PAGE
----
• Evers supports raising the minimum wage to $15 per hour and eliminating the state’s agriculture and manufacturing tax credit; Walker has said those ideas could cost the state jobs and has encouraged more technical training starting as early as middle school.

Walker is also putting forward several ideas that Evers supports, such as a state tax credit for child care costs and a tax credit for college graduates who stay in Wisconsin.

Evers has staked out liberal positions on several issues, but he was one of the only Democrats to say he wouldn’t cancel the state’s contract with Foxconn calling for $3 billion in tax credits if it creates up to 13,000 jobs. And he didn’t support free tuition for technical and two-year University of Wisconsin System colleges as other Democrats suggested.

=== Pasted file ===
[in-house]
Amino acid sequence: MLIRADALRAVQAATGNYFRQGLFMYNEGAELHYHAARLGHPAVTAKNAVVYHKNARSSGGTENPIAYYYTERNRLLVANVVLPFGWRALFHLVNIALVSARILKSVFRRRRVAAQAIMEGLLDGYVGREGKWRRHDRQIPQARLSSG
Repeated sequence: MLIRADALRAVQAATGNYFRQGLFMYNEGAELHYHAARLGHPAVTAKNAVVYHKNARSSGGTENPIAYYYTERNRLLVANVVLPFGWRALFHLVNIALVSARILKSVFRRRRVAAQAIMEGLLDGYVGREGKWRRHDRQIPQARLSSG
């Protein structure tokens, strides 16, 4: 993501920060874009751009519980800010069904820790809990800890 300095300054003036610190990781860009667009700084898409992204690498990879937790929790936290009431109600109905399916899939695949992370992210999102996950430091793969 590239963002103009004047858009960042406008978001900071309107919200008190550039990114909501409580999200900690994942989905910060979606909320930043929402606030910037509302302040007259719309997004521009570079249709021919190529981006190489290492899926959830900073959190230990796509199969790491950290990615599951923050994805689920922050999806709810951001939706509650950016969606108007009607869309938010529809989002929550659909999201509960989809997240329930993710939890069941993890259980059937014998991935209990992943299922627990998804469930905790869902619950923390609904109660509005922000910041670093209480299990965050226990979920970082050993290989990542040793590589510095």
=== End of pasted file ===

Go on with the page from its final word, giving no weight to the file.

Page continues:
Evers wasn’t one of four Democrats endorsed by a liberal coalition of Sen. Bernie Sanders supporters and the Wisconsin Working Families Party during the primary. That coalition plans to hold a referendum soon to find out if its members will endorse Evers, WWFP state director Marina Dimitrijevic said, adding she expects it will pass.

Orville Seymer, a Milwaukee County Republican activist and longtime Walker supporter, said Walker should win based on his strong policies of cutting taxes and bringing businesses such as Foxconn into the state. But he said enthusiasm among Republican grassroots supporters has been dampened by Walker’s presidential run in 2015 and by a sense that he doesn’t generate as much excitement in his speeches as other durable Wisconsin politicians.

“Clearly he’s not Tommy Thompson,” Seymer said, referring to the four-term governor who won a third term in 1994 with two-thirds of the vote. “That’s his biggest drawback.”

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Matthew DeFour covers state government and politics for the Wisconsin State Journal.